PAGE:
I. Green purchasing in New York
On December 29, 2010, New York State approved a Green Purchasing policy to avoid "bad actor" chemicals in products. The Interagency Committee on Procurement voted to approve a guidance policy requiring all NYS agencies to consider avoiding 85 chemicals in products purchased by the state. Relying on federal priority lists, the list includes PBTs, known and probable carcinogens, PBDEs, PFOAs and BPA (see link below for list). According to Anne Rabe of the Center for Health, Environment, and Justice, "This is the most comprehensive chemical avoidance purchasing list in the country and it will have a major impact on greening the marketplace with NY's annual buying power of $9 billion."
The Chemicals Avoidance List is available on this page. Click on "Chemical Avoidance List."
II. California's hard lessons in chemical policy reform
SEHN Networker, Jan/Feb 2011
How California came to the brink of enacting far-reaching, precautionary chemical regulations—and pulled back. What reformers learned in the process.
Read the issue
III. Civil Society Letter to President's Commission on Synthetic Biology
December 16, 2010
"The undersigned 58 organizations from 22 countries do not support the Commission's recommendations on synthetic biology. They are an inadequate response to the risks posed by synthetic biology because they: 1) ignore the precautionary principle, 2) lack adequate concern for the environmental risks of synthetic biology, 3) rely on the use of "suicide genes" and other technologies that provide no guarantee of environmental safety, and 4) rely on "self regulation," which means no real regulation or oversight of synthetic biology. A precautionary regulatory framework is necessary to prevent the worst potential harms. . . ."
IV. Resolution Calling to Amend the Constitution Banning Corporate Personhood Introduced in Vermont
Alternet, January 22, 2011
The resolution, the first of its kind, proposes "an amendment to the United States Constitution ... which provides that corporations are not persons under the laws of the United States." Sources in the Vermont state house say it has a good chance of passing.
V. Fracking and the precautionary principle
Public comment to Philadelphia City Council from Tracy Carluccio, Delaware Riverkeeper Network, January 27, 2011
The comment describes an industry-led, last-minute end run around a fracking delay imposed by the Philadelphia City Council pending completion of cumulative impact studies. The resolution, also on the page, invokes the precautionary principle.
Read comment and resolution
VI. Precautionary principle in National Park Service Management Policies
In a January 5, 2011, letter to National Park Service (NPS) Director Jon Jarvis, the South Florida Wildlands Association challenged a management plan allowing offroad vehicle access to a section of Big Cypress National Reserve. Among other concerns, the group cited pressures on endangered Florida panthers:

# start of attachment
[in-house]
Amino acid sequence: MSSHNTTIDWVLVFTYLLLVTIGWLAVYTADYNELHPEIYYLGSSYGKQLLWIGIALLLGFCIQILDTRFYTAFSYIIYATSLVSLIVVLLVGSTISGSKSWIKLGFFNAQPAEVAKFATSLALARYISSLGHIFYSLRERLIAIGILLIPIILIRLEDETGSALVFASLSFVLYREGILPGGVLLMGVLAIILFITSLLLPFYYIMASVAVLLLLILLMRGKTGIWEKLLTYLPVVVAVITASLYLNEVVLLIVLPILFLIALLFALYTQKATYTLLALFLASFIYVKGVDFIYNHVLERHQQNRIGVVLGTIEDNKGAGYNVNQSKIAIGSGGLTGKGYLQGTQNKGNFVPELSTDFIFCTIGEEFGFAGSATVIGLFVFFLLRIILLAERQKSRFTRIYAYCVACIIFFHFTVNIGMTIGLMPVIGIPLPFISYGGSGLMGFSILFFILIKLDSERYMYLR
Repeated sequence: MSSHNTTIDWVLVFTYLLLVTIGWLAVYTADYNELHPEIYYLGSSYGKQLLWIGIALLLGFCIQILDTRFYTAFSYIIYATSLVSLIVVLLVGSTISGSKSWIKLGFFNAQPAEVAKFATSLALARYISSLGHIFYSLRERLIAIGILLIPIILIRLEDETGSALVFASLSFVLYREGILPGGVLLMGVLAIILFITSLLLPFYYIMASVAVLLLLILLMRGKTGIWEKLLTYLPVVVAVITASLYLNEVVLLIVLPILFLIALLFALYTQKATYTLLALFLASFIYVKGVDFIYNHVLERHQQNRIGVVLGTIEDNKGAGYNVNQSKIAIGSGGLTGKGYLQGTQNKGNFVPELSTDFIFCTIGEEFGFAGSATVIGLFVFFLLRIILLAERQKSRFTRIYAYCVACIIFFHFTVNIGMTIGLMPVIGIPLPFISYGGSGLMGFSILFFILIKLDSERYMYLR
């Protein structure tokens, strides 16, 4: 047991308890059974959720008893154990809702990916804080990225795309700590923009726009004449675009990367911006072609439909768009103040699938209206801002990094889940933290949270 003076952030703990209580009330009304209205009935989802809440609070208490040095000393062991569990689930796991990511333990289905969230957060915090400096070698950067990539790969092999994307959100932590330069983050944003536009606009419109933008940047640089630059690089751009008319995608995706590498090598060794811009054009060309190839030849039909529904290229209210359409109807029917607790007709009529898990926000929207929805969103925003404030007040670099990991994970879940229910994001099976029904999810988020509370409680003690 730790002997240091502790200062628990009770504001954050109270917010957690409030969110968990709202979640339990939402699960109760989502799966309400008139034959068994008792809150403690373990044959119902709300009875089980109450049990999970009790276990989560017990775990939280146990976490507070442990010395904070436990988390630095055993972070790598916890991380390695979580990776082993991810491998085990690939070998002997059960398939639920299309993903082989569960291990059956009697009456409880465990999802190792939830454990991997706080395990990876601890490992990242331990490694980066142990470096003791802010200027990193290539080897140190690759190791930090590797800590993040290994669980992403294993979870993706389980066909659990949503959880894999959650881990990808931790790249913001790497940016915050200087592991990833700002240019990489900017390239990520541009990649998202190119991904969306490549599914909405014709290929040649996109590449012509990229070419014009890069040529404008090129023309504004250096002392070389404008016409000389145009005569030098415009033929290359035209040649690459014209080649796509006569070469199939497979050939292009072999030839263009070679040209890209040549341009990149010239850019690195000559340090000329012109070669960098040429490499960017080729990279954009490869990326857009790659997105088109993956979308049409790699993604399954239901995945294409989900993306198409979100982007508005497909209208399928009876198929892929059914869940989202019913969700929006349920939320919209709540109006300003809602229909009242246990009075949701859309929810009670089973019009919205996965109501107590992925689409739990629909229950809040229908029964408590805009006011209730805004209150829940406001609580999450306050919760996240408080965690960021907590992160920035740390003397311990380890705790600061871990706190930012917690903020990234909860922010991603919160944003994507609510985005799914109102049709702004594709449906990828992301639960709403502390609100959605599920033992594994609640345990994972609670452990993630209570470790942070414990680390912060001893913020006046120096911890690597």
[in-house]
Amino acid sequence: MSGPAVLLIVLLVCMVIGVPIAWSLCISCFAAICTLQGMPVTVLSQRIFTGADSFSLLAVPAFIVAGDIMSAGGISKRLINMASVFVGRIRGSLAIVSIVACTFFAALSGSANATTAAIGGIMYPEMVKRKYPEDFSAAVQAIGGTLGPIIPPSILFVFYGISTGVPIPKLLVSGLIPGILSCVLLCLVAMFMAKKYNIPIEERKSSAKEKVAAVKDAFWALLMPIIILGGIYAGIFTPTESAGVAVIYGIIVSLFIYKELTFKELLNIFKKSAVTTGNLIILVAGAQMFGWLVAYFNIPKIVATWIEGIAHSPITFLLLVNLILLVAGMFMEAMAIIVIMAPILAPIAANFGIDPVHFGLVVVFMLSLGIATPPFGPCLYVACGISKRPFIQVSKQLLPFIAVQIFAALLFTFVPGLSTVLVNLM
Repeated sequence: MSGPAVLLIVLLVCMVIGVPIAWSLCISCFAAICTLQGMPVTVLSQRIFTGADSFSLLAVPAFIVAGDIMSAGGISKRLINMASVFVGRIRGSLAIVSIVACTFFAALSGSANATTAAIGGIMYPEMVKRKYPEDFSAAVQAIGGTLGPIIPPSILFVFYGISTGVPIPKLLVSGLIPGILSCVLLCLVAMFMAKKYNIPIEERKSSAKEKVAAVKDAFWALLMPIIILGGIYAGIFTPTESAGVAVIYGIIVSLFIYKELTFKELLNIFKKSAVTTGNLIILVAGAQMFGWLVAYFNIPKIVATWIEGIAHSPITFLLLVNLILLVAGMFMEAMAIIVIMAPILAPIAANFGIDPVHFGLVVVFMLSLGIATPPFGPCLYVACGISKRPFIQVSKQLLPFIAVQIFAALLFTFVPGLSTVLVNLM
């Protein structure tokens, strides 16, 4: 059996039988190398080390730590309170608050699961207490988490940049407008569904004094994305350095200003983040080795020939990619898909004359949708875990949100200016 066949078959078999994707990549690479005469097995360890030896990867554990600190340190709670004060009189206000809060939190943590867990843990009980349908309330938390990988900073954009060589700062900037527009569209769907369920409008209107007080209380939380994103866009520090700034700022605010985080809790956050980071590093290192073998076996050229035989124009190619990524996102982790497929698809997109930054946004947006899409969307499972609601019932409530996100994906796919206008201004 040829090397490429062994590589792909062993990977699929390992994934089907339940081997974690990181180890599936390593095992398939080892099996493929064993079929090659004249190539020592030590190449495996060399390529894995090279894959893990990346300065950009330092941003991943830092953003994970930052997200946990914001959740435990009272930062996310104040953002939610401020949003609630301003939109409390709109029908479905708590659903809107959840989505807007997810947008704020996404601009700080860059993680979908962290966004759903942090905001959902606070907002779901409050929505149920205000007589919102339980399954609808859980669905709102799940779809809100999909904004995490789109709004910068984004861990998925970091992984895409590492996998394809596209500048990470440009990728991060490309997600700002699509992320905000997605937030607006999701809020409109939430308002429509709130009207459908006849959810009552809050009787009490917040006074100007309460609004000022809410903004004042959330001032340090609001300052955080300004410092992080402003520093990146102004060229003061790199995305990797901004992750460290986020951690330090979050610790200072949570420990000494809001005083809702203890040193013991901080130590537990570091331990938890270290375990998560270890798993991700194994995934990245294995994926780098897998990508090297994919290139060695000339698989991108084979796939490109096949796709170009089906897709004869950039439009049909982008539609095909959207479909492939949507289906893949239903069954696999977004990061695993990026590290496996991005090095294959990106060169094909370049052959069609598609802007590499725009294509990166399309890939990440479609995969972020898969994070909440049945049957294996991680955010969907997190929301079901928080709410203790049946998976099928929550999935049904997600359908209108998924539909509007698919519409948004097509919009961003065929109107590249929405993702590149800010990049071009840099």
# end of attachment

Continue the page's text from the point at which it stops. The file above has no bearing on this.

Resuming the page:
"Whether the panther 'can handle' the anticipated impacts is very much up in the air and should immediately trigger application of the NPS's 'precautionary principle . . . . As stated in the current DOI Management Policies for the NPS: In cases of uncertainty as to the impacts of activities on park natural resources, the protection of natural resources will predominate."
That principle is stated on page 36 of the NPS’s 2006 policies:
"4.1 General Management Concepts
As explained in chapter 1 of these Management Policies, preserving park resources and values unimpaired is the core or primary responsibility of NPS managers. The Service cannot conduct or allow activities in parks that would impact park resources and values to a level that would constitute impairment. To comply with this mandate, park managers must determine in writing whether proposed activities in parks would impair natural resources. Park managers must also take action to ensure that ongoing NPS activities do not cause the impairment of park natural resources. In cases of uncertainty as to the impacts of activities on park natural resources, the protection of natural resources will predominate. The Service will reduce such uncertainty by facilitating and building a sciencebased understanding of park resources and the nature and extent of the impacts involved."
VII. Flood-resistant building design and the precautionary principle
Donald Watson and Michele Adams, “Design for Flooding,” Architecture Week, January 2011
"The precautionary principle is properly applied to actions that are potentially irreversible, such as planning where biodiversity and ecological services may be irretrievably lost or reduced. The principle suggests that interventions must be reversible and flexible. Any mistakes must be correctible."
VIII. The Precautionary Principle: Athena Shlien follows the money trail to save Malibu Lagoon
Ben Marcus, Malibu Patch, January 22, 2011
The principle is "something I stumbled upon when I was doing lagoon related research... It basically states that no action is better than harm. That is exactly how I feel about this situation. No action will have less negative consequences than the current restoration plan. I also said that destroying something for the sake of saving it is crazy..."